p5/D3 Cookbook

Combining the power of D3.js with the simplicity of p5.js

Generating a Line with D3 and drawing with p5

D3 Concepts Used

d3.svg.line(), d3.range()

This example shows you how to use D3 to generate a variety of paths through control points.

D3 offers a powerful path generation tool. This tool takes sets of points [[x1,y1],[x2,y2],...] and translates them into an SVG Path string. Newer browsers offer a path2d(SVGpathString) that enables the drawing of SVG defined paths in the canvas window.

SVG defines its paths with a text string. These text strings look like:

<path d="M10 10 C 20 20, 40 20, 50 10" />
<path d="M70 10 C 70 20, 120 20, 120 10" />
<path d="M130 10 C 120 20, 180 20, 170 10" />

D3.svg.line() takes an array and converts the items in the array into the path string. To do this, we must first create the line generating function, then run the function with the array of points. This function will return the path string that we then give to p5.

In this example, the array of data that will become our line is:


The lineGenerator function is created and stored in the variable, lineGeneratorBasis.

var lineGeneratorBasis = d3.svg.line()
  .x(function(data, index) { return map(i,0,8,0,width-margin*2); })
  .y(function(data, index) { return map(d,0,10,0,height-margin*2); })

When we run the lineGeneratorBasis function passing in the array of data, the function will loop through each item in our data array. For each point, it will look at the functions we added in .x() and .y() to understand how our data array should be translated into (x,y) points.

Let's see how the lineGeneratorBasis translates the first item—the integer 3— into (x,y) points. lineGeneratorBasis sees that we have set the function in .x() to:

function(data, index) { return map(index,0,8,0,width-margin*2); });

lineGeneratorBasis takes that function and runs it for the first item in our array replacing data with the item's data—the integer 3—and replacing index, with the location in the array of our item.

function(3, 1) { return map(1,0,8,0,width-margin*2); });

lineGeneratorBasis repeats this for all the items in the data array. It does this for both an x value and a y value. Once the function has all the (x,y) positions calculated, it then produces the path string.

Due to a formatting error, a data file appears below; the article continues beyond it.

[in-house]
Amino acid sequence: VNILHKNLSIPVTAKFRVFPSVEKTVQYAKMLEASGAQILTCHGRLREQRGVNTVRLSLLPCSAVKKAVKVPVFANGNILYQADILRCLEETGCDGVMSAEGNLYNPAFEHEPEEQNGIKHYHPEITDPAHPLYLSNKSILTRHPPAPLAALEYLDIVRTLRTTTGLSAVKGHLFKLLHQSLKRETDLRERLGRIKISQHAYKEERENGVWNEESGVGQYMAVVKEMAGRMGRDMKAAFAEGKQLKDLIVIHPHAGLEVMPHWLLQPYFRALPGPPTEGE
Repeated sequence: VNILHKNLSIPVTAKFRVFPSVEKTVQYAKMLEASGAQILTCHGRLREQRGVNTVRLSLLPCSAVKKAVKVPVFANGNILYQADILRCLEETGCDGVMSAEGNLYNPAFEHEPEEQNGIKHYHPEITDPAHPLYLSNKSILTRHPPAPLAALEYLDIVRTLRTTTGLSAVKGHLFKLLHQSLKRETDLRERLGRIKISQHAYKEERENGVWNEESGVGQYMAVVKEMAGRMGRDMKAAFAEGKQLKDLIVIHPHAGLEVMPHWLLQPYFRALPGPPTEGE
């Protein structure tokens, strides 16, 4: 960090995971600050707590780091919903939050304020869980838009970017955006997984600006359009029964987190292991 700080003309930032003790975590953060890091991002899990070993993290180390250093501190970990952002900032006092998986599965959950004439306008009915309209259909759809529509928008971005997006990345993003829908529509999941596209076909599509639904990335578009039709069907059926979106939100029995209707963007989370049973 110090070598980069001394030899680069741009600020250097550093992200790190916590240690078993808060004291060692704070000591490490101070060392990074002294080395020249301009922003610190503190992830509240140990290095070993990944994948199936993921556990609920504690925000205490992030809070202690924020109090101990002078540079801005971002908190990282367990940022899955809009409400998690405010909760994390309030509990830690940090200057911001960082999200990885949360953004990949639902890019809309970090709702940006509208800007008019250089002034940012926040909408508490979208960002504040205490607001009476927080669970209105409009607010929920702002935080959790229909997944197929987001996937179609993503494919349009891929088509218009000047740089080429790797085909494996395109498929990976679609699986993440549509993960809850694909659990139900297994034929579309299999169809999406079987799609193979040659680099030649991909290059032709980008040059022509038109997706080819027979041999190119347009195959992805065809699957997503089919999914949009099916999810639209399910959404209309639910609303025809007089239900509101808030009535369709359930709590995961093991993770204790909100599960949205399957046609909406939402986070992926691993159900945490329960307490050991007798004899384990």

var svgPathString = lineGeneratorBasis(dataArray) // eg "M70 10 C 70 20, 120 20, 120 10"

D3.svg.line() can be customized to produce different interpolations between the (x,y) points. Stepped lines, gently sloping lines, straight lines can all be achieved by changing the .interpolate('interpolationType') function. See the full list of interpolation types supported by D3.

Once we have the path string stored, we can now draw it to canvas using path2d(). p5 does not yet have an interface for this handy function, but by accessing the <canvas> element directly, we can use it in p5 along with all its useful commands.

To do this, we first must store in a variable a referencev to the <canvas>:

var c = createCanvas(width, height);
var canvas = c.canvas;

With that reference stored, we can then draw the path:


The Complete Code

function setup() {
  var margin = 30;
  width = 700;
  height = 300;
  var c = createCanvas(width, height);
  var canvas = c.canvas;

  var data = d3.range(8).map(function() { return 1+Math.random() * 10; });
  var lineGeneratorBasis = d3.svg.line()
    .x(function(data,index) { return map(index,0,8,0,width-margin*2); })
    .y(function(data,index) { return map(data,0,10,0,height-margin*2); })
  var lineGeneratorLinear = d3.svg.line()
    .x(function(data,index) { return map(index,0,8,0,width-margin*2); })
    .y(function(data,index) { return map(data,0,10,0,height-margin*2); })
  var lineGeneratorStep = d3.svg.line()
    .x(function(data,index) { return map(index,0,8,0,width-margin*2); })
    .y(function(data,index) { return map(data,0,10,0,height-margin*2); })

  var cPathBasis = new Path2D(lineGeneratorBasis(data));
  var cPathLinear = new Path2D(lineGeneratorLinear(data));
  var cPathStep = new Path2D(lineGeneratorStep(data));
  for(var i = 0; i < data.length; i++) {
    ellipse(map(i,0,8,0,width-margin*2),map(data[i],0,10,0,height-margin*2), 10, 10)